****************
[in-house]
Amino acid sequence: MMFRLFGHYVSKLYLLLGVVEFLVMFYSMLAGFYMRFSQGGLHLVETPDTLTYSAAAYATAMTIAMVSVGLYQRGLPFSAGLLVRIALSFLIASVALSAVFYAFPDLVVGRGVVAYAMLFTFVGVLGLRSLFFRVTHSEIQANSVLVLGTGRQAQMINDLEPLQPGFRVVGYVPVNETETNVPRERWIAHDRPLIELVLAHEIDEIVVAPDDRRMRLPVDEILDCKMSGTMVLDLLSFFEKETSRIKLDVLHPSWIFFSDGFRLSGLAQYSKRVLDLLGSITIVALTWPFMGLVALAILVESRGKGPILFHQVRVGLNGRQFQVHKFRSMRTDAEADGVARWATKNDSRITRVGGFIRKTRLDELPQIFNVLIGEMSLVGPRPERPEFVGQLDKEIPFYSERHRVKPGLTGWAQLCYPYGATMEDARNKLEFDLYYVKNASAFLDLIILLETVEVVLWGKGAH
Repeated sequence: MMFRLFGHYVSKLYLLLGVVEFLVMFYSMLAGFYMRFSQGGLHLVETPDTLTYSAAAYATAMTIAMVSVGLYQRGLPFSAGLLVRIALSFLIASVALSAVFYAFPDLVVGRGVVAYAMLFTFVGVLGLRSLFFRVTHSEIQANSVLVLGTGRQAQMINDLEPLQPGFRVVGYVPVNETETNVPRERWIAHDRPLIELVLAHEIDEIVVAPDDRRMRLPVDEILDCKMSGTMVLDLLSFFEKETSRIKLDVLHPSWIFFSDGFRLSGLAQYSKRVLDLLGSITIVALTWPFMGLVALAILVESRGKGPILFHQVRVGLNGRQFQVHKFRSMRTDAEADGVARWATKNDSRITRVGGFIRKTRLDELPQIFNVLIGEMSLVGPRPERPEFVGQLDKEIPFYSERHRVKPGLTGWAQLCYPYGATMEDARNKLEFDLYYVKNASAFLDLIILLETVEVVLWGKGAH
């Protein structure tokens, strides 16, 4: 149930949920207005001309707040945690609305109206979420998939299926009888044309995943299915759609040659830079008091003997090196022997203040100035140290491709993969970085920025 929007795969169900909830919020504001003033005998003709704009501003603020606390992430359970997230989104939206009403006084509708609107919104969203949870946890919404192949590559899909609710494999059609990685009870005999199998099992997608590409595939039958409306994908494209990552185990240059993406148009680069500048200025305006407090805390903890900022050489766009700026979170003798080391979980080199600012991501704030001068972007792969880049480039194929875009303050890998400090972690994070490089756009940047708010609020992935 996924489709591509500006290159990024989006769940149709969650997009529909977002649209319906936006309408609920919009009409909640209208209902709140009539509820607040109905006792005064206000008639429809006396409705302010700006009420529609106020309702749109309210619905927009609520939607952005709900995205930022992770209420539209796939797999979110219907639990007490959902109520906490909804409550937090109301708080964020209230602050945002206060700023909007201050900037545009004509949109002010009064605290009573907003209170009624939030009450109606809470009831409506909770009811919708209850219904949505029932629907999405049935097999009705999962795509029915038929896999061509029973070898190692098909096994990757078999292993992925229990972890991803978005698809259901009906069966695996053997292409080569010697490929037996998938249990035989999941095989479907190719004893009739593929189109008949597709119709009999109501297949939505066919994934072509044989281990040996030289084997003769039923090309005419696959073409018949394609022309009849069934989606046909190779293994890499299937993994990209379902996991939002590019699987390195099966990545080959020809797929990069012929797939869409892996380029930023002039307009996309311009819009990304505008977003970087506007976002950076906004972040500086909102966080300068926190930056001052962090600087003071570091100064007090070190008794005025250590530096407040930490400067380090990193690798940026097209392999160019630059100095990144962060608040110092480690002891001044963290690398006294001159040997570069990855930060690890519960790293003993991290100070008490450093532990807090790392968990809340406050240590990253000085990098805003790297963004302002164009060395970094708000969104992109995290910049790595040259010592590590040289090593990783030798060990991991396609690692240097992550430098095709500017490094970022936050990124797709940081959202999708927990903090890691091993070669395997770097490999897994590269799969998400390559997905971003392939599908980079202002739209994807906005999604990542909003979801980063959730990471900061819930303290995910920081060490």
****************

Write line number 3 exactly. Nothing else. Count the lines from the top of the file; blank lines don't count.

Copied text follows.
Repeated sequence: MMFRLFGHYVSKLYLLLGVVEFLVMFYSMLAGFYMRFSQGGLHLVETPDTLTYSAAAYATAMTIAMVSVGLYQRGLPFSAGLLVRIALSFLIASVALSAVFYAFPDLVVGRGVVAYAMLFTFVGVLGLRSLFFRVTHSEIQANSVLVLGTGRQAQMINDLEPLQPGFRVVGYVPVNETETNVPRERWIAHDRPLIELVLAHEIDEIVVAPDDRRMRLPVDEILDCKMSGTMVLDLLSFFEKETSRIKLDVLHPSWIFFSDGFRLSGLAQYSKRVLDLLGSITIVALTWPFMGLVALAILVESRGKGPILFHQVRVGLNGRQFQVHKFRSMRTDAEADGVARWATKNDSRITRVGGFIRKTRLDELPQIFNVLIGEMSLVGPRPERPEFVGQLDKEIPFYSERHRVKPGLTGWAQLCYPYGATMEDARNKLEFDLYYVKNASAFLDLIILLETVEVVLWGKGAH